A Saving Light 

In this dark hour David confesses, “Jehovah is my light and my salvation. Jehovah is the strength of my life.”

Jehovah is the covenant name of God. It emphasizes that He is the faithful covenant God of power. This covenant is a relationship of friendship and fellowship that Jehovah establishes with His people and in which He lives and dwells with His people in blessing. David knew Jehovah as his God. He knew that he belonged to Jehovah’s covenant. It is this covenant that the powers of darkness ultimately seek to destroy as they attack the people of God.

This Jehovah David acknowledges to be his light and salvation.

Light is here defined by David as salvation or deliverance. David confesses that in the time of darkness and trouble Jehovah is his light, that is, his salvation.

This is further explained in that Jehovah is the strength of his life.

Jehovah is David’s light and salvation exactly because He is the strength of David’s life.

Certainly, Jehovah was the strength of David’s life. He was the One who strengthened David in every situation of life so that David could do battle with his enemies and either defend himself or overcome his enemies. This was true as David faced the jealous King Saul, who sought his life to preserve his family-dynasty in Israel. This was true repeatedly in David’s battles with the Philistines and other nations. This was also true in his battle with Absalom. Jehovah was the strength of David’s life.

By strengthening David against his enemies, Jehovah was David’s light and salvation in the darkest hours of his life.

Jehovah is also our light and salvation, the strength of our life.

He is that because He first is the light and salvation of Jesus Christ.

We must see David as the type or picture of Jesus Christ. David was the Lord’s anointed, appointed by God to be king and thus the defender of Israel and the covenant. As such he is a picture of the Lord’s Anointed, appointed by Jehovah to be the Defender and Savior of the church of all ages.

To accomplish our salvation, Jesus Christ was subjected to the darkest of hours. He was required to bear all the punishment of hell for the elect of God and to do so in one short lifetime, especially on the cross. The cross alone could defeat the devil and the hold he has on the church. Even though Jesus is the Son of God in our flesh, the cross was the terribly dark hour that He dreaded all His life long.

But Jehovah was His light and salvation, the strength of His life. Jehovah repeatedly strengthened Jesus as the dark hour of the cross approached. He did so with expressions of approval from heaven, “This is my beloved Son, in whom I am well pleased.” He did so at the Mount of Transfiguration by giving Jesus a foretaste of the glory that awaited Him. He did so in the Garden of Gethsemane through the angel that encouraged Jesus. And during the darkness of the cross, Jehovah strengthened Jesus even though Jesus Himself lost sight of that help, crying out, “My God, my God, why hast thou forsaken me?”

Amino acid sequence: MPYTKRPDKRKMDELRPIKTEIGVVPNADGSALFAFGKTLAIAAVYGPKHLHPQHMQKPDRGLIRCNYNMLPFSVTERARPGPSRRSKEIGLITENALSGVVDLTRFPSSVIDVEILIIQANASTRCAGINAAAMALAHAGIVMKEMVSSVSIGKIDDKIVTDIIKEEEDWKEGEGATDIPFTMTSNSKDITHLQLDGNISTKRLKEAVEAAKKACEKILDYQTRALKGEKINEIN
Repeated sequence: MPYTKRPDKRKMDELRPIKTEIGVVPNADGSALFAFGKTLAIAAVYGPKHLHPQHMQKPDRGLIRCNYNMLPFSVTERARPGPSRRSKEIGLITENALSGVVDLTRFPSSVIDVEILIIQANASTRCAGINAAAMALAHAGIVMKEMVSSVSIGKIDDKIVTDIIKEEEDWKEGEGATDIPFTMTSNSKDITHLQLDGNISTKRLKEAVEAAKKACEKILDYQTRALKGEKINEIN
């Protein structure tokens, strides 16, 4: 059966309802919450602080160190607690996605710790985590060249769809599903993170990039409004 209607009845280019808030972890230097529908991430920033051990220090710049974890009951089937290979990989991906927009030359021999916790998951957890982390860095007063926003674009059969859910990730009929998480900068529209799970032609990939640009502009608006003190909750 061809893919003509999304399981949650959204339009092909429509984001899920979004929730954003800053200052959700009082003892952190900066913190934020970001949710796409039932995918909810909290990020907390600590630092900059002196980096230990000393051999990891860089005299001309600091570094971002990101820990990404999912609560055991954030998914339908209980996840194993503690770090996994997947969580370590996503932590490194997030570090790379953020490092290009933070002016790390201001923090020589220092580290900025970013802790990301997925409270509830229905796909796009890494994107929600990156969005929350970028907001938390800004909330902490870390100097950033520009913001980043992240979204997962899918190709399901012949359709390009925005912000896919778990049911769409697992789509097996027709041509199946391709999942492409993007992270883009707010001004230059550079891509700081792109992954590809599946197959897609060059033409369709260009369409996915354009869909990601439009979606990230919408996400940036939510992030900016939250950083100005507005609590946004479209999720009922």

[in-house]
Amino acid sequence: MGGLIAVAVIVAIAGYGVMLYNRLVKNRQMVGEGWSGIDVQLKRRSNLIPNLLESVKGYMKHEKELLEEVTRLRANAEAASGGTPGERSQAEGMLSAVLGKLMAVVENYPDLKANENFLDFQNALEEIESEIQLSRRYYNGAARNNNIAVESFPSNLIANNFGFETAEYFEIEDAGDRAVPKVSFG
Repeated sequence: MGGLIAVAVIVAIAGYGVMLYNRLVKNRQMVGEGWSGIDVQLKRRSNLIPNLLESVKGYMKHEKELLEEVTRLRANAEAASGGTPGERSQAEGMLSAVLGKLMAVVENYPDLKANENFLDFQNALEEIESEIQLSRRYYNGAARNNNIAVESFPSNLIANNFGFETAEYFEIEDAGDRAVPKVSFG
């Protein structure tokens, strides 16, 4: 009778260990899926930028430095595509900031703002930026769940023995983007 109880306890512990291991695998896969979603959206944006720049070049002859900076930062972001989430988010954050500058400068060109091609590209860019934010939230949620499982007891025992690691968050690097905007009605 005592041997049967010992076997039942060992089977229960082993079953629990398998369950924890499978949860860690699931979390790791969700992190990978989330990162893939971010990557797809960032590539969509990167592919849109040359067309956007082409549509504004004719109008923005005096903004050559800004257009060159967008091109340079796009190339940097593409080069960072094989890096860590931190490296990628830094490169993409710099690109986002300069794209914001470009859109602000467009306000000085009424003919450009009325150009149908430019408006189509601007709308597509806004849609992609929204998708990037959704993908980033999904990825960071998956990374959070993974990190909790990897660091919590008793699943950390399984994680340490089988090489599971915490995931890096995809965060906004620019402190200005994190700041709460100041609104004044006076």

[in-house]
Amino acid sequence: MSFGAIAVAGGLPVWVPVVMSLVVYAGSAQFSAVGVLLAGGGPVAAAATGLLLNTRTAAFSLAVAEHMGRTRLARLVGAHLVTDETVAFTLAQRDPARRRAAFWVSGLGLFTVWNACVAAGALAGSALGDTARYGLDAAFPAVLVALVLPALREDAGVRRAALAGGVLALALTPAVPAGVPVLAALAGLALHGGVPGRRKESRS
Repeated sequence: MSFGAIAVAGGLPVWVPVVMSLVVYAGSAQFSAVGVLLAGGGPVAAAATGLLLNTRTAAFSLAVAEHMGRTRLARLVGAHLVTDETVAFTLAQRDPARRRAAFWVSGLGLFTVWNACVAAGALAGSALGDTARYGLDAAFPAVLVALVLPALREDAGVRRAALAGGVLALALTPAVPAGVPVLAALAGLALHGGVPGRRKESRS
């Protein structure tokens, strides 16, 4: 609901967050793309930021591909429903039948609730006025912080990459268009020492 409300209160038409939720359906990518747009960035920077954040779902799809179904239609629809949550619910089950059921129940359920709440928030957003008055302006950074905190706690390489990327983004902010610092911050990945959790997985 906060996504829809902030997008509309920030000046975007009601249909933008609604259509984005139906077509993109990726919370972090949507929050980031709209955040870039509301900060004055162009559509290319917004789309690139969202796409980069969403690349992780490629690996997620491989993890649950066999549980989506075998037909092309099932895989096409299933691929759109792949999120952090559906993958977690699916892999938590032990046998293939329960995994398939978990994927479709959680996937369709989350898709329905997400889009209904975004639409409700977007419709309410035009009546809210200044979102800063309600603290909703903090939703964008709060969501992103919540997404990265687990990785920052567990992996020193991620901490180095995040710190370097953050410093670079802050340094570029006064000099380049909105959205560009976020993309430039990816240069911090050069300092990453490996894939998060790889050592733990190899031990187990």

In Jesus Christ Jehovah is also our light and salvation, the strength of our life.

Through Jesus Christ Jehovah strengthens us as we face the onslaughts of the devil, so that we can defend ourselves, overcome him, and one day emerge victorious. Jehovah is the strength of our life when we are tempted, when we are persecuted, as well as when heresy threatens.

What a great light!

What wondrous salvation!


A Wonderful Confidence


Because Jehovah is his light and salvation, David is without fear in the dark hour that confronts him.

David asks, “whom shall I fear? of whom shall I be afraid?” These are rhetorical questions through which David expresses that he is afraid of and trembles before none of his enemies. He is not afraid, even though from a human point of view defeat looks sure and all appears to be lost.

Stated positively, David has absolute confidence of safety and victory as he faces his many enemies.

David had this confidence because Jehovah was his light and salvation. Were anyone or anything else his light and salvation, he could not have had this confidence. But David had come to know Jehovah as his light and salvation. And so in this dark hour that confronts him, David has turned to Jehovah, the strength of his life. With Jehovah as his light and salvation, David has no fear.

The same is true for us.

With Jehovah as our light and salvation, the strength of our life, we have no fears. In Jesus Christ Jehovah saves us in every situation of life. He will strengthen us to fight every battle. This is true now and will be true to the very end of history—even during the dark days of the Antichrist that will come.

In order that we may face the dark hours of danger with no fear let us turn to Jehovah as our light and salvation. Should we seek our light and salvation elsewhere, we will be left with the fear of defeat and destruction. But with Jehovah as our light and salvation in Jesus Christ, we will have no fear.